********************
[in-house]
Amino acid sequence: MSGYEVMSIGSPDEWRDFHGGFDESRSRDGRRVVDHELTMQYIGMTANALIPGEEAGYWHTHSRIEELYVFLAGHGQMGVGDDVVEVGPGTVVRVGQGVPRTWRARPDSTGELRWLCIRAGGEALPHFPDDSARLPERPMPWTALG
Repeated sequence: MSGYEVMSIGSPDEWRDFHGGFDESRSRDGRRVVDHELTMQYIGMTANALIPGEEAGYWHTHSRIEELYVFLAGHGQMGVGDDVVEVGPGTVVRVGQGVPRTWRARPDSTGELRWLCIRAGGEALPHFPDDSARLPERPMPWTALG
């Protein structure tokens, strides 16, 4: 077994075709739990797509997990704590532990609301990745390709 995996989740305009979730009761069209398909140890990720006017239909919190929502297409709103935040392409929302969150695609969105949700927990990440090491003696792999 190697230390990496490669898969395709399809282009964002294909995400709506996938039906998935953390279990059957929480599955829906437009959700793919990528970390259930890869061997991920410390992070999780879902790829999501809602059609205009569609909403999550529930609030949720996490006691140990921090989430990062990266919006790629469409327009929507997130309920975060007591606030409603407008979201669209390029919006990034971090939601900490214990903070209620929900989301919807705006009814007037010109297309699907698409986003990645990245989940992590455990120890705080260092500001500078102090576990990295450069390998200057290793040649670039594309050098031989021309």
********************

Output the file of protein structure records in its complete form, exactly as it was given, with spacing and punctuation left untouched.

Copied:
[in-house]
Amino acid sequence: MSGYEVMSIGSPDEWRDFHGGFDESRSRDGRRVVDHELTMQYIGMTANALIPGEEAGYWHTHSRIEELYVFLAGHGQMGVGDDVVEVGPGTVVRVGQGVPRTWRARPDSTGELRWLCIRAGGEALPHFPDDSARLPERPMPWTALG
Repeated sequence: MSGYEVMSIGSPDEWRDFHGGFDESRSRDGRRVVDHELTMQYIGMTANALIPGEEAGYWHTHSRIEELYVFLAGHGQMGVGDDVVEVGPGTVVRVGQGVPRTWRARPDSTGELRWLCIRAGGEALPHFPDDSARLPERPMPWTALG
């Protein structure tokens, strides 16, 4: 077994075709739990797509997990704590532990609301990745390709 995996989740305009979730009761069209398909140890990720006017239909919190929502297409709103935040392409929302969150695609969105949700927990990440090491003696792999 190697230390990496490669898969395709399809282009964002294909995400709506996938039906998935953390279990059957929480599955829906437009959700793919990528970390259930890869061997991920410390992070999780879902790829999501809602059609205009569609909403999550529930609030949720996490006691140990921090989430990062990266919006790629469409327009929507997130309920975060007591606030409603407008979201669209390029919006990034971090939601900490214990903070209620929900989301919807705006009814007037010109297309699907698409986003990645990245989940992590455990120890705080260092500001500078102090576990990295450069390998200057290793040649670039594309050098031989021309």